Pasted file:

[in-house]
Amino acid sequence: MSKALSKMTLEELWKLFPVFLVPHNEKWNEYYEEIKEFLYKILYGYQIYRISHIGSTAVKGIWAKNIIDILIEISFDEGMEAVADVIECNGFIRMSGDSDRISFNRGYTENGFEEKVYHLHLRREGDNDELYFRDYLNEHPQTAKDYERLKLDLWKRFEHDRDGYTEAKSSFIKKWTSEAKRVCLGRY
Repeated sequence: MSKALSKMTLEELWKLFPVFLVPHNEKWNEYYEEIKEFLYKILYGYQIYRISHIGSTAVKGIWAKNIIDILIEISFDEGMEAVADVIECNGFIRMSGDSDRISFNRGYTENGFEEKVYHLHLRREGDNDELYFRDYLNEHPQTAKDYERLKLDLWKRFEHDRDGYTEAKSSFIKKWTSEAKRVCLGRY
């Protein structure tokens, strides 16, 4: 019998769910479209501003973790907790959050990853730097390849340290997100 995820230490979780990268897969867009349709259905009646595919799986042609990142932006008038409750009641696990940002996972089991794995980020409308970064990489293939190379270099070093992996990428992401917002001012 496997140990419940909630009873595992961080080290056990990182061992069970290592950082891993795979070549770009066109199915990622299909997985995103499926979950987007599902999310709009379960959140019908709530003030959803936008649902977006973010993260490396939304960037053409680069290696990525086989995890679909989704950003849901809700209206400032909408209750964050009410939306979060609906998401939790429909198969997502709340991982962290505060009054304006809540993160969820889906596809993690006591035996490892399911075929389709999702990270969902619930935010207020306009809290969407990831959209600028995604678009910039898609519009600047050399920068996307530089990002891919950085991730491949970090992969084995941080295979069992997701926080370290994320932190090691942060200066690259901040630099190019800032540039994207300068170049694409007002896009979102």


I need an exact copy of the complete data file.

[in-house]
Amino acid sequence: MSKALSKMTLEELWKLFPVFLVPHNEKWNEYYEEIKEFLYKILYGYQIYRISHIGSTAVKGIWAKNIIDILIEISFDEGMEAVADVIECNGFIRMSGDSDRISFNRGYTENGFEEKVYHLHLRREGDNDELYFRDYLNEHPQTAKDYERLKLDLWKRFEHDRDGYTEAKSSFIKKWTSEAKRVCLGRY
Repeated sequence: MSKALSKMTLEELWKLFPVFLVPHNEKWNEYYEEIKEFLYKILYGYQIYRISHIGSTAVKGIWAKNIIDILIEISFDEGMEAVADVIECNGFIRMSGDSDRISFNRGYTENGFEEKVYHLHLRREGDNDELYFRDYLNEHPQTAKDYERLKLDLWKRFEHDRDGYTEAKSSFIKKWTSEAKRVCLGRY
């Protein structure tokens, strides 16, 4: 019998769910479209501003973790907790959050990853730097390849340290997100 995820230490979780990268897969867009349709259905009646595919799986042609990142932006008038409750009641696990940002996972089991794995980020409308970064990489293939190379270099070093992996990428992401917002001012 496997140990419940909630009873595992961080080290056990990182061992069970290592950082891993795979070549770009066109199915990622299909997985995103499926979950987007599902999310709009379960959140019908709530003030959803936008649902977006973010993260490396939304960037053409680069290696990525086989995890679909989704950003849901809700209206400032909408209750964050009410939306979060609906998401939790429909198969997502709340991982962290505060009054304006809540993160969820889906596809993690006591035996490892399911075929389709999702990270969902619930935010207020306009809290969407990831959209600028995604678009910039898609519009600047050399920068996307530089990002891919950085991730491949970090992969084995941080295979069992997701926080370290994320932190090691942060200066690259901040630099190019800032540039994207300068170049694409007002896009979102």